Former Director "Reforming Social Services: Canada-Ukraine Project"

Round-table “Initiative from within the community as a factor in considering differences and achieving respect in the establishment of civil society" 

October 3 

Welcoming Remarks

Thank you for the opportunity to welcome you to the 2013 version of Ecumenical Social Week and this Roundtable discussion on community initiatives in developing civil society.  Although I cannot be present in person, I trust that through my words as spoken to you by my close friend and colleague, Dr. Nina Hayduk, you will know that I am with you in spirit.  I have tremendous respect for the contributions each of you has made to connect the community to the university.  I also want you to know that the significance of this is recognized by all of my colleagues who participated in the Reforming Social Services: Canada-Ukraine Project both during the project phase from 1999 to 2003, and then in the decade that has followed since 2003.  Community-university partnerships are integral to building a viable civil society which respects diversity, builds on strengths and needs, and supports all citizens in realizing their potential. 

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As I look back on this, the tenth anniversary of the ‘official’ end of the Reforming Social Services: Canada-Ukraine Project, I am conscious of three important things that relate to the theme of your Roundtable.

First, I think we recognized early on, as you did, that our initiatives in social work education and supporting inclusion in the area of disabilities would be unsuccessful without the active engagement of the community.  This was the reason for the development of a partnership between the Disability community and the Lviv Polytechnic National University, an early Advisory Committee, the provision of field instructor training and other workshops to community-based professionals, and somewhat later, a course on Innovations in Social Development.  But it is your collective efforts that have taken this much further since 2003, even without much in the way of financial resources.  The development of the partnerships around Ecumenical Social Week, project funding for innovations launched by graduate students, and the graduation of students who are smart, committed to social justice, and engaged in social action in the community are but a few of these examples.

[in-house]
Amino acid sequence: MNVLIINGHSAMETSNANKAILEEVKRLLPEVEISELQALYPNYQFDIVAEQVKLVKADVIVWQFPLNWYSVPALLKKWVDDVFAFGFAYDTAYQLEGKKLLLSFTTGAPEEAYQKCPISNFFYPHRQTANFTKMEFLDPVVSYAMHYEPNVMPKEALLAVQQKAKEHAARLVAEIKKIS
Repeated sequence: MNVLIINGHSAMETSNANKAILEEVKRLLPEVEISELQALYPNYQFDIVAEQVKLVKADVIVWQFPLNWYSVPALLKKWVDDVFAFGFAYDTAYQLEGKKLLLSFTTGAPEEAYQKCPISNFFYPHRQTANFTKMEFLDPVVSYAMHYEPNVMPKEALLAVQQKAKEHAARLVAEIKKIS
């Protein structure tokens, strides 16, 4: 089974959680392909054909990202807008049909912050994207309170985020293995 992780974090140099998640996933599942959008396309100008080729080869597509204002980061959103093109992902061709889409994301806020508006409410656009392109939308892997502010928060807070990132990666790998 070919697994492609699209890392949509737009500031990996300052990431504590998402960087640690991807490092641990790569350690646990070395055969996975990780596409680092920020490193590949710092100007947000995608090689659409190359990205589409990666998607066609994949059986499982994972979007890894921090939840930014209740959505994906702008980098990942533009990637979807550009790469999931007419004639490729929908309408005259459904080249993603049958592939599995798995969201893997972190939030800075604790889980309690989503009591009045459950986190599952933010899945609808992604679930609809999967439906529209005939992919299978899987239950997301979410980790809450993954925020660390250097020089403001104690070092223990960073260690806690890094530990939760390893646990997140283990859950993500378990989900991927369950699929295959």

Second is the sustainability of initiatives that were launched between 1999 and 2003 under the umbrella of the project.  Yes, there have been challenges along the way.  But it is important to recognize that the results have been not only the continuation of programs started in the first stage, but also the dramatic expansion of these early initiatives in ways that are making a much bigger difference that we could have imagined at the beginning.  The Disability Component has broadened the understanding of what inclusion really means even if much more remains to be done.  The Social Work Education Component has expanded to include undergraduate and graduate degrees in Social Work and Sociology, and an important partnership between these two disciplines.  As well, important partnerships with other universities have been established that have helped to establish local initiatives and promote education in social work and social welfare at the national level.

Finally there is the question of benefits that come to each of us through the partnerships we establish internationally, nationally and locally.  At an international level, I hope that those of us in Canada have made a small contribution, through the project, to developments here in Lviv and in Ukraine more generally.  But I also want you to recognize how much we have learned through our connections with you – about friendships, about how to work effectively in an international social development project, and about how much can be done when committed people work together to make change happen.  The mutual benefits that arise from your ongoing cooperative efforts between the community and universities are no different – each is empowered and changed by working together in ways that value respectful dialogue, and then share the hard work that follows to make sure that the progressive changes that are envisioned become a reality. 

On behalf of my colleagues in Canada, I hope the presentations and discussions that occur in this roundtable and throughout Ecumenical Social Week make a continuing contribution to this goal.